No. 4: Team Punishment / Punishment Athletics – Team Punishment is probably the most New School of the Old School Super Gyms …if that makes any sense at all. The perspective that I’m trying to convey is that Team Punishment was the first generation of “new breed” fighters (Good Lord, I am talking in circles). The gym was formed by former Light Heavyweight champion and UFC Hall of Famer “The Huntingdon Beach Bad Boy” Tito Ortiz. Ortiz will always be known as one of the most vocal athletes to step into the Octagon, and those fighters who trained with him at Team Punishment really followed suit. While Ortiz was one of the most visible Team Punishment fighters in the UFC, he was partnered with former UFC Heavyweight champion Ricco “Suave” Rodriguez; at one point, the duo was the Heavyweight and Light Heavyweight champions of the world. Not a whole lot has been heard of from Team Punishment lately. The most visible of their fighters is Cristiane “Cyborg” Justino, and she’s been experiencing a whole host of issues with the UFC as of late, and Tito Ortiz has stepped down as her manager.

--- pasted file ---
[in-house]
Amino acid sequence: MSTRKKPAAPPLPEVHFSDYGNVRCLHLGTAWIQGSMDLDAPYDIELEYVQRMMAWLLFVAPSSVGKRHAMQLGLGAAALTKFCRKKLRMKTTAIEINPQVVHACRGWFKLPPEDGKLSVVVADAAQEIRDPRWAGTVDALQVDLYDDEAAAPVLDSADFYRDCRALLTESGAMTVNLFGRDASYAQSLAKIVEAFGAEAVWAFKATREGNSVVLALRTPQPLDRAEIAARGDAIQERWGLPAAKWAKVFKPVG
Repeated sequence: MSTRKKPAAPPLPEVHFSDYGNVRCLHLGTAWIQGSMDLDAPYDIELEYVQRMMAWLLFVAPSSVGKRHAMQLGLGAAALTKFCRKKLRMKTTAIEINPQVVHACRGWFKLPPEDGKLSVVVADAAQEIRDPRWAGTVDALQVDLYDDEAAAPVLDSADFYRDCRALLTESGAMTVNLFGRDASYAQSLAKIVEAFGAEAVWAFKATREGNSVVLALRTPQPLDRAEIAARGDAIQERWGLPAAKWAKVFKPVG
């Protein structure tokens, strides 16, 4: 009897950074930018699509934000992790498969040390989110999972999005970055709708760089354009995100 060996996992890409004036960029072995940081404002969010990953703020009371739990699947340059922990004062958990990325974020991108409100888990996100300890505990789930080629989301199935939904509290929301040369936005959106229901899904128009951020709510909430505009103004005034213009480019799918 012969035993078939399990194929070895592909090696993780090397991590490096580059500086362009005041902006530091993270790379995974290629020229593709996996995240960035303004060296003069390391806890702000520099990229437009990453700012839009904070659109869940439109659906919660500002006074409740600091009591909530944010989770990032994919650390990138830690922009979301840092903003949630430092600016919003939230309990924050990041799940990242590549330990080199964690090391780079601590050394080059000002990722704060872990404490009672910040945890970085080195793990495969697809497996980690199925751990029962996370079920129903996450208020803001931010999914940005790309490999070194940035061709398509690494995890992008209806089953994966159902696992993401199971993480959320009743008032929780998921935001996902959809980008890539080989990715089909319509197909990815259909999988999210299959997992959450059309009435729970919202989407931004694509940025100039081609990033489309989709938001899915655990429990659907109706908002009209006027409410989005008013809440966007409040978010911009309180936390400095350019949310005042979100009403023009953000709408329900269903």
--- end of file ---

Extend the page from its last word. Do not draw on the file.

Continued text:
- “The Huntingdon Beach Bad Boy” Tito Ortiz
- Ricco “Suave” Rodriguez
- Cris Cyborg
- “Razor” Rob McCullough
No. 3: The Lion’s Den – The legends of how grueling the try-outs for the Lion’s Den are epic. It was an all-day work out that equated to “Ken Shamrock knocked the crap out of me for hours.” “The World’s Most Dangerous Man” had a philosophy that his work would weed out weakness, that the cream of the crop would render and he had warriors to train and sharpen his own competition skills. The Lion’s Den was founded by Ken Shamrock because no gyms existed for mixed fights; no gym in town would prepare him for the specialized combat like he’d find in Pancrase. What started as a collection of Shamrock training partners became a class of men who would compete in the world’s toughest mixed fight promotions in the world and began claiming gold for their own. The Lion’s Den captured gold in Pancrase, the Ultimate Fighting Championship, and proved to be fierce competition in the PRIDE Fighting Championship. When Ken Shamrock went to the WWF(E), brother Frank managed the Lion’s Den for Ken; in fact, it was the idea that all Frank was good for was to be his manager lead to Frank’s departure. To date, the Lion’s Den is still kinda in operation, but not as glorious as they were.
- “The World’s Most Dangerous Man” Ken Shamrock
- “The Legend” Frank Shamrock
- Guy Mezger
- Jerry Bohlander